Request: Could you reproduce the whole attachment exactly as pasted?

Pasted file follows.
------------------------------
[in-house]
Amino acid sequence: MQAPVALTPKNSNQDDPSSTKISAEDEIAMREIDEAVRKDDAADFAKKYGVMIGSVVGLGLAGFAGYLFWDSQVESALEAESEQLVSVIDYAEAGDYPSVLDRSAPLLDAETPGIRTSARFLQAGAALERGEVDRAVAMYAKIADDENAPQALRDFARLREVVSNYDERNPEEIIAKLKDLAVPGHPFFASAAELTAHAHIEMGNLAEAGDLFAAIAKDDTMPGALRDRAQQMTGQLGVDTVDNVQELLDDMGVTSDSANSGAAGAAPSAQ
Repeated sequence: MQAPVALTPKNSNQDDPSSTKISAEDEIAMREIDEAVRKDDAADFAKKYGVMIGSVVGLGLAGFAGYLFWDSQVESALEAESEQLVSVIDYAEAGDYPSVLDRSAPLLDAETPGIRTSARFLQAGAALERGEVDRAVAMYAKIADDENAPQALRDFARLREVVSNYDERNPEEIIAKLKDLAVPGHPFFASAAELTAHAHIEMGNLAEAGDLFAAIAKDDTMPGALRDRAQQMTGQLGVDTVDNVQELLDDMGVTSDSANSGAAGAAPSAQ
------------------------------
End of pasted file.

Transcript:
[in-house]
Amino acid sequence: MQAPVALTPKNSNQDDPSSTKISAEDEIAMREIDEAVRKDDAADFAKKYGVMIGSVVGLGLAGFAGYLFWDSQVESALEAESEQLVSVIDYAEAGDYPSVLDRSAPLLDAETPGIRTSARFLQAGAALERGEVDRAVAMYAKIADDENAPQALRDFARLREVVSNYDERNPEEIIAKLKDLAVPGHPFFASAAELTAHAHIEMGNLAEAGDLFAAIAKDDTMPGALRDRAQQMTGQLGVDTVDNVQELLDDMGVTSDSANSGAAGAAPSAQ
Repeated sequence: MQAPVALTPKNSNQDDPSSTKISAEDEIAMREIDEAVRKDDAADFAKKYGVMIGSVVGLGLAGFAGYLFWDSQVESALEAESEQLVSVIDYAEAGDYPSVLDRSAPLLDAETPGIRTSARFLQAGAALERGEVDRAVAMYAKIADDENAPQALRDFARLREVVSNYDERNPEEIIAKLKDLAVPGHPFFASAAELTAHAHIEMGNLAEAGDLFAAIAKDDTMPGALRDRAQQMTGQLGVDTVDNVQELLDDMGVTSDSANSGAAGAAPSAQ